Typographic Horizons was a small but enthusiastic conference, bringing together some of the energy of Birmingham’s design community. Caroline Archer and Alexandre Parré, and the hosts at the Birmingham Institute of Art and Design, have ambitions to make Birmingham a design center. London, of course, is the metropolis, but second-city Birmingham actually finds it easier to attract people from around the country, including London, according to Caroline. And besides, it’s got three-foot-high stone statues of John Baskerville’s punches.

Dublin Castle is a remarkable venue, well set up for conferences of all kinds; and Dublin is a delightful city. We certainly enjoyed the Guinness (“the wine of the country,” as James Joyce called it) and the comfortable pubs that served it. Clare Bell and Mary Ann Bolger, the principal organizers of next year’s conference, were well organized and cheerful hosts; so were their colleagues at the Dublin Institute of Technology, which will be hosting the conference. We saw only a small bit of the city, but enough to be sure that it will be a good site for ATypI; Irish culture is so intimately tied up with literature that naturally the theme of the conference is going to be “The Word.” On the last day, before Mary Ann headed off to the picket lines for a one-day public-service strike, we managed to see the National Print Museum, which is full of presses, type, and printing artifacts of all kinds, as well as printed matter, including one of the few remaining copies of the 1916 proclamation of the Irish Republic.

I’ve posted a few photos from the trip on Flickr. This is just a taste; I took lots of shots of the interior spaces of Dublin Castle, but most of them will only be of interest to the organizers. You’ll see them all – the spaces, that is – when you show up next September for the conference.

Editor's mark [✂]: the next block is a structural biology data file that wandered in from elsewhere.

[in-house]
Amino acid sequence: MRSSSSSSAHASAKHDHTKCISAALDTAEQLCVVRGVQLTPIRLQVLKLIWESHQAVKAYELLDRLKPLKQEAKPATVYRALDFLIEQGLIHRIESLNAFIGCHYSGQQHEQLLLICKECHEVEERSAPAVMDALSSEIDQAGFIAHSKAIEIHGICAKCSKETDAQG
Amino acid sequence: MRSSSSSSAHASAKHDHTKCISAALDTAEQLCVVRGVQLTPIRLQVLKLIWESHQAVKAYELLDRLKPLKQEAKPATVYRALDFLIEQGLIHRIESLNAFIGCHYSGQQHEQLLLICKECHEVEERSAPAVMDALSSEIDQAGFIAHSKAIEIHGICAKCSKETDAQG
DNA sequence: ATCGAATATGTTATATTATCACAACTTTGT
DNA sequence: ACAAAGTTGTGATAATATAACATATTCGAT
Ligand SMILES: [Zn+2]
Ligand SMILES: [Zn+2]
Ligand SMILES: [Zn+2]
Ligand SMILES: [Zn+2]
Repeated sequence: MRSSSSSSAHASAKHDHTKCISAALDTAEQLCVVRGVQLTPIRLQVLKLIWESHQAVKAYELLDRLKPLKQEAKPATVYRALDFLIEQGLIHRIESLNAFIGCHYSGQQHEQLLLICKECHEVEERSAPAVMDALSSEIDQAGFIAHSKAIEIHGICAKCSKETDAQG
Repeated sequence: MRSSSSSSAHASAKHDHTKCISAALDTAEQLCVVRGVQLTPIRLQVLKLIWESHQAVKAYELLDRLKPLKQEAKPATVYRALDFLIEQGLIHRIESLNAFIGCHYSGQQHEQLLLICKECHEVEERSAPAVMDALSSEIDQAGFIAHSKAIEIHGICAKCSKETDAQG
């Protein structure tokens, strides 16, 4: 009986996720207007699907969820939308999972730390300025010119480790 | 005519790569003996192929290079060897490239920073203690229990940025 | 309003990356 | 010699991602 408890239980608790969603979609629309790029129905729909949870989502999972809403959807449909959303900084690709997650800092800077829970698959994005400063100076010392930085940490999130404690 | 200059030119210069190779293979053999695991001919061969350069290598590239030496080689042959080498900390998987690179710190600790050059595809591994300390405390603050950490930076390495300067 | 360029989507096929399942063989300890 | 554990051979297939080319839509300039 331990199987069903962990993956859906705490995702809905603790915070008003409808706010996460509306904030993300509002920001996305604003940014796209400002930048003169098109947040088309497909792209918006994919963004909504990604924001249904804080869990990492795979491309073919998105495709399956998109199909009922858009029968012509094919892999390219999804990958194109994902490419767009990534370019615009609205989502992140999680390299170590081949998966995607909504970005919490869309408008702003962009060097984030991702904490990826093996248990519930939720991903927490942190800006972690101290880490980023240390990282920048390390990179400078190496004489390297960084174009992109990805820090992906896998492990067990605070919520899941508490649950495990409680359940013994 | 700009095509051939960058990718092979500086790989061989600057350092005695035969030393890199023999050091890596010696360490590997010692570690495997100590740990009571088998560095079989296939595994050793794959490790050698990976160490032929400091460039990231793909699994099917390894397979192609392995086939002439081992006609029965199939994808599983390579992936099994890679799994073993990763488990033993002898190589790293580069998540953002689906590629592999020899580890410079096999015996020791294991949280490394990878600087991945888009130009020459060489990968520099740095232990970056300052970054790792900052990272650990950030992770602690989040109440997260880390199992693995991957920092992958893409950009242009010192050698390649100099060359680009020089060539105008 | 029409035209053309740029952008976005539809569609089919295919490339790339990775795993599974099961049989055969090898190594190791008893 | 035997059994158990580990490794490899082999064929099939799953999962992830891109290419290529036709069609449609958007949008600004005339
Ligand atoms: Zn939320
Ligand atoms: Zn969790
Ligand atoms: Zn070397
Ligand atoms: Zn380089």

Mexico City, again

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Last week I was in Mexico City for several days of intense but productive meetings with the local organizers of Typ09, this year’s ATypI conference, which will be held there in October. It was almost exactly a year since Eileen and I first visited Mexico City, for preliminary meetings and to look at potential venues. This time we were nailing down the venues for the main conference program (at MIDE, the Museo Interactivo de Economía, a modern high-tech museum in a fully restored 18th-century monastery in the historic center of the city) and for the two days of hands-on workshops, TypeTech presentations, and master classes (at Anáhuac University, in the hills west of the city, which has extensive meeting and working space and a very well-maintained infrastructure).